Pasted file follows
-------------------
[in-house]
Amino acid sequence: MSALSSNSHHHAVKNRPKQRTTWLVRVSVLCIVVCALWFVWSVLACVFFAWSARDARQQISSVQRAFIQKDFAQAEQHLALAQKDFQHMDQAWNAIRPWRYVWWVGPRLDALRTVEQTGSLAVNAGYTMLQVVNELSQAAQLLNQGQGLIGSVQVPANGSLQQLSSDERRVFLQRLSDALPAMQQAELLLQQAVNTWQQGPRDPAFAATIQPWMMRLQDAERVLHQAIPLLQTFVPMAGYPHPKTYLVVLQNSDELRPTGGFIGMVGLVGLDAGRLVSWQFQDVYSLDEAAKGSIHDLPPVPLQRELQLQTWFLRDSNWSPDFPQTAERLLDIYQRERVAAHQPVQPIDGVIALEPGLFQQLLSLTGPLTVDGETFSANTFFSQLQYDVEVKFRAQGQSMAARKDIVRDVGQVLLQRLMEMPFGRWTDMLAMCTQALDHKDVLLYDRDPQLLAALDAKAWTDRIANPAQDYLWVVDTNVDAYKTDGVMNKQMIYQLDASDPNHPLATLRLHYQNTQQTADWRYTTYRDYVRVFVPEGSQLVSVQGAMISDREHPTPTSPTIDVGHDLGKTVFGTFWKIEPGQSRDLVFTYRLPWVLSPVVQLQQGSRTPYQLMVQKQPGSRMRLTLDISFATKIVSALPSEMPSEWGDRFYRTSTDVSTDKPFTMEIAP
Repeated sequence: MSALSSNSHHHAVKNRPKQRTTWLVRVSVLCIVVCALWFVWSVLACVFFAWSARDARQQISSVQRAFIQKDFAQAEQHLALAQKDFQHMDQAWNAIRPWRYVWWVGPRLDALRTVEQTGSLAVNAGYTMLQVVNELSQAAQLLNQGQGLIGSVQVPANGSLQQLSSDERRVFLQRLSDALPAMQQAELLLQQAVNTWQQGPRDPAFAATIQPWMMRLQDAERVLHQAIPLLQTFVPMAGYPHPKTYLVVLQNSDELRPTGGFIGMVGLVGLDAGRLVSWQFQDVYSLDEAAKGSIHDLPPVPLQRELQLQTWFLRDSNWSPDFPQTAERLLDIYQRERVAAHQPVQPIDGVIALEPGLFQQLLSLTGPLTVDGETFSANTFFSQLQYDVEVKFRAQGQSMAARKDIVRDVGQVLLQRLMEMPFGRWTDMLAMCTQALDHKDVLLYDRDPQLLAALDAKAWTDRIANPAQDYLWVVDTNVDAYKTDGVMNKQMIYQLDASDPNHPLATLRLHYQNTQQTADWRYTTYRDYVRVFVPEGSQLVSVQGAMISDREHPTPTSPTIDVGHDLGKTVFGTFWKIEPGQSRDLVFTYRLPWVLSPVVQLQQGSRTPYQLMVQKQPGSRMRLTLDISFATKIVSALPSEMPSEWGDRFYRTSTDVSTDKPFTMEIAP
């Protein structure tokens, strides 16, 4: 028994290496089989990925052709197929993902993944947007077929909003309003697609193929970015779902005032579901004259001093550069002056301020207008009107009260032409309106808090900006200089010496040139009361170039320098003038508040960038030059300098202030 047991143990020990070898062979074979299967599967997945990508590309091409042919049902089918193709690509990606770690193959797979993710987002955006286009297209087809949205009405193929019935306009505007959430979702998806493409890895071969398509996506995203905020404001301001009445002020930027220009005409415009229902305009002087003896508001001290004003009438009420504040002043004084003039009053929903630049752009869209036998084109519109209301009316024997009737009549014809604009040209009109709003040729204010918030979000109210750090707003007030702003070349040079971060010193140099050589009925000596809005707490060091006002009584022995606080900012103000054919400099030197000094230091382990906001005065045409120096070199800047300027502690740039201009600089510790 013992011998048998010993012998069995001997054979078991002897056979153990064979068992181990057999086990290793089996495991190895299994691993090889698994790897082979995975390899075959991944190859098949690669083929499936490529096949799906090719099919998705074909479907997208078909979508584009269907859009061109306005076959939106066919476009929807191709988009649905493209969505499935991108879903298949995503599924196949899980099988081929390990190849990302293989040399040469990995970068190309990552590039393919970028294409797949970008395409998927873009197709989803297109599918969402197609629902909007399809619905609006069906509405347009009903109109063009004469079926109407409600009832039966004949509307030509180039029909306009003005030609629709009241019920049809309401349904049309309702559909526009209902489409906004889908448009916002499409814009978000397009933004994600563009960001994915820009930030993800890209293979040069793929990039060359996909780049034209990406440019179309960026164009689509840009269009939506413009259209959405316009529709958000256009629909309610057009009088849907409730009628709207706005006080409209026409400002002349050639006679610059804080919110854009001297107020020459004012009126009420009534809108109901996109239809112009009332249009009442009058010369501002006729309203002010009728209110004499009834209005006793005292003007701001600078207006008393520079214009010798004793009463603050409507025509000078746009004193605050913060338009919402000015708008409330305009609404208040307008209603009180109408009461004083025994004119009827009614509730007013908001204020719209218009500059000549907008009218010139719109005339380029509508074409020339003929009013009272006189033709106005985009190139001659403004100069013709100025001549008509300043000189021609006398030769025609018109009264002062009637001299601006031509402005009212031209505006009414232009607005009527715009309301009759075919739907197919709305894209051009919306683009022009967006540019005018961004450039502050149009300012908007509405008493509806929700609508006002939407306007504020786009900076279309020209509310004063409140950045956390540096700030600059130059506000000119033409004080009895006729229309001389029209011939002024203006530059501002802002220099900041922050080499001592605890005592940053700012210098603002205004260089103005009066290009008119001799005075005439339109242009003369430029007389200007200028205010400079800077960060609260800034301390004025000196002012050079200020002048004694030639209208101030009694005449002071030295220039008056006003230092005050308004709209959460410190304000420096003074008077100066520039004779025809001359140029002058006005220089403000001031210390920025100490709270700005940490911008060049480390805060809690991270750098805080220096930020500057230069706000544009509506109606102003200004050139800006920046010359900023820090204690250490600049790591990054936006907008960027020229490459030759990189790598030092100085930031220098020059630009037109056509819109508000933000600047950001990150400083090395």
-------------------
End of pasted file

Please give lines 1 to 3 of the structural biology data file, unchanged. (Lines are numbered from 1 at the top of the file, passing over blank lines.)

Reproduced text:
[in-house]
Amino acid sequence: MSALSSNSHHHAVKNRPKQRTTWLVRVSVLCIVVCALWFVWSVLACVFFAWSARDARQQISSVQRAFIQKDFAQAEQHLALAQKDFQHMDQAWNAIRPWRYVWWVGPRLDALRTVEQTGSLAVNAGYTMLQVVNELSQAAQLLNQGQGLIGSVQVPANGSLQQLSSDERRVFLQRLSDALPAMQQAELLLQQAVNTWQQGPRDPAFAATIQPWMMRLQDAERVLHQAIPLLQTFVPMAGYPHPKTYLVVLQNSDELRPTGGFIGMVGLVGLDAGRLVSWQFQDVYSLDEAAKGSIHDLPPVPLQRELQLQTWFLRDSNWSPDFPQTAERLLDIYQRERVAAHQPVQPIDGVIALEPGLFQQLLSLTGPLTVDGETFSANTFFSQLQYDVEVKFRAQGQSMAARKDIVRDVGQVLLQRLMEMPFGRWTDMLAMCTQALDHKDVLLYDRDPQLLAALDAKAWTDRIANPAQDYLWVVDTNVDAYKTDGVMNKQMIYQLDASDPNHPLATLRLHYQNTQQTADWRYTTYRDYVRVFVPEGSQLVSVQGAMISDREHPTPTSPTIDVGHDLGKTVFGTFWKIEPGQSRDLVFTYRLPWVLSPVVQLQQGSRTPYQLMVQKQPGSRMRLTLDISFATKIVSALPSEMPSEWGDRFYRTSTDVSTDKPFTMEIAP
Repeated sequence: MSALSSNSHHHAVKNRPKQRTTWLVRVSVLCIVVCALWFVWSVLACVFFAWSARDARQQISSVQRAFIQKDFAQAEQHLALAQKDFQHMDQAWNAIRPWRYVWWVGPRLDALRTVEQTGSLAVNAGYTMLQVVNELSQAAQLLNQGQGLIGSVQVPANGSLQQLSSDERRVFLQRLSDALPAMQQAELLLQQAVNTWQQGPRDPAFAATIQPWMMRLQDAERVLHQAIPLLQTFVPMAGYPHPKTYLVVLQNSDELRPTGGFIGMVGLVGLDAGRLVSWQFQDVYSLDEAAKGSIHDLPPVPLQRELQLQTWFLRDSNWSPDFPQTAERLLDIYQRERVAAHQPVQPIDGVIALEPGLFQQLLSLTGPLTVDGETFSANTFFSQLQYDVEVKFRAQGQSMAARKDIVRDVGQVLLQRLMEMPFGRWTDMLAMCTQALDHKDVLLYDRDPQLLAALDAKAWTDRIANPAQDYLWVVDTNVDAYKTDGVMNKQMIYQLDASDPNHPLATLRLHYQNTQQTADWRYTTYRDYVRVFVPEGSQLVSVQGAMISDREHPTPTSPTIDVGHDLGKTVFGTFWKIEPGQSRDLVFTYRLPWVLSPVVQLQQGSRTPYQLMVQKQPGSRMRLTLDISFATKIVSALPSEMPSEWGDRFYRTSTDVSTDKPFTMEIAP